Israel's Prime Minister Benjamin Netanyahu made a quiet visit to Jordan's King Abdullah II to talk peace with the Palestinians on Thursday — a brief get-together that came as the exclamation point to an earlier Israeli order to U.S. Secretary of State John Kerry: Butt out of our pact process.
Mr. Netanyahu and Mr. Abdullah met behind closed doors and discussed "developments in the peace process," Ynet News reported. The talks came a week after Mr. Abdullah met with Palestinian President Mahmoud Abbas and a few days after he spoke with Mr. Kerry.
Mr. Kerry hasn't made a purely positive impression in Israel with his push for a peace deal. Just this week, Israel Defense Minister Moshe Yaalon said in published remarks that Mr. Kerry ought to go seek his Nobel Peace Prize elsewhere — and that he should "leave us alone." Mr. Yaalon also said Mr. Kerry was chasing an "unfathomable obsession and a messianic feeling" with his travels to Israel to discuss peace.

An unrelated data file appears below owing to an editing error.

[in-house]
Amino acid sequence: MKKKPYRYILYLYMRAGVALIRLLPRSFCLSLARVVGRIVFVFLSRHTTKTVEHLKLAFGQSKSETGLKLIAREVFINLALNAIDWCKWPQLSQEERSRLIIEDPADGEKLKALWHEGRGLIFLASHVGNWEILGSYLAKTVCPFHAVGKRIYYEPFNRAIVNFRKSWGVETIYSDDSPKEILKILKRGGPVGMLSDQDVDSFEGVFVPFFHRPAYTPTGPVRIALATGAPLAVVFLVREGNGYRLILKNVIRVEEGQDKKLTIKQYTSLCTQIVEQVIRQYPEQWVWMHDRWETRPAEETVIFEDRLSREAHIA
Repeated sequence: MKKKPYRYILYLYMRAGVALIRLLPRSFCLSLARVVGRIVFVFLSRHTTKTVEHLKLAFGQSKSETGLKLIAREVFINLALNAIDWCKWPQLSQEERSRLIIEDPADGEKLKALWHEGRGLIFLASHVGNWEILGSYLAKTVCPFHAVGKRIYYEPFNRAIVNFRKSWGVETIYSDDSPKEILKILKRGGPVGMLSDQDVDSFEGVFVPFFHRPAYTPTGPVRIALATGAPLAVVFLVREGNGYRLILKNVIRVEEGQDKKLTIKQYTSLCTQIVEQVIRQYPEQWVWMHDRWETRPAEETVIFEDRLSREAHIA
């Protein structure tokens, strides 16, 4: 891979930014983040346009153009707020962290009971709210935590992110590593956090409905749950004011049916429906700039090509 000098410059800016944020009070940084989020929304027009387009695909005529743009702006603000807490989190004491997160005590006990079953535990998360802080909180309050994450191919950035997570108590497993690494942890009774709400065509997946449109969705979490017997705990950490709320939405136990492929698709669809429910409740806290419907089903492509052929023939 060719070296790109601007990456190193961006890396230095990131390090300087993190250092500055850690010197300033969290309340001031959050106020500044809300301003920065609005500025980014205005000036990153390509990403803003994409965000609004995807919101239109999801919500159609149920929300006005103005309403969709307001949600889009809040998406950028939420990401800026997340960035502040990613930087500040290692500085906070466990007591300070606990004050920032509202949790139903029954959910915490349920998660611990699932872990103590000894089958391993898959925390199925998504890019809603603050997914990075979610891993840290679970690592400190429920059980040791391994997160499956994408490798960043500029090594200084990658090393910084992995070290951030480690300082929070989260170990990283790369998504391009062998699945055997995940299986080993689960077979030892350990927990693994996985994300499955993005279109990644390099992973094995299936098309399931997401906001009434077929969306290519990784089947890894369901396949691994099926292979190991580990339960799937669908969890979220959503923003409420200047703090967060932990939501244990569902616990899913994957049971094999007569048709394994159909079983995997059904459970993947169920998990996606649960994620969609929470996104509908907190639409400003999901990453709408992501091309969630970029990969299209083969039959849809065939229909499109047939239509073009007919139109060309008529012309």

The Thursday talks between Mr. Netanyahu and Mr. Abdullah were regarded as significant, timed at a "critical period" in the negotiations, the Royal Palace said, in a statement reported by Ynet News. Neither side released details about the talks, but the palace said they reflected the king's "keenness to achieve a tangible progress in Palestinian-Israeli negotiations that would meet the aspirations of the Palestinian people, while at the same time protect higher Jordanian interests."
Jordan and Israel have a peace treaty that they signed in 1994.
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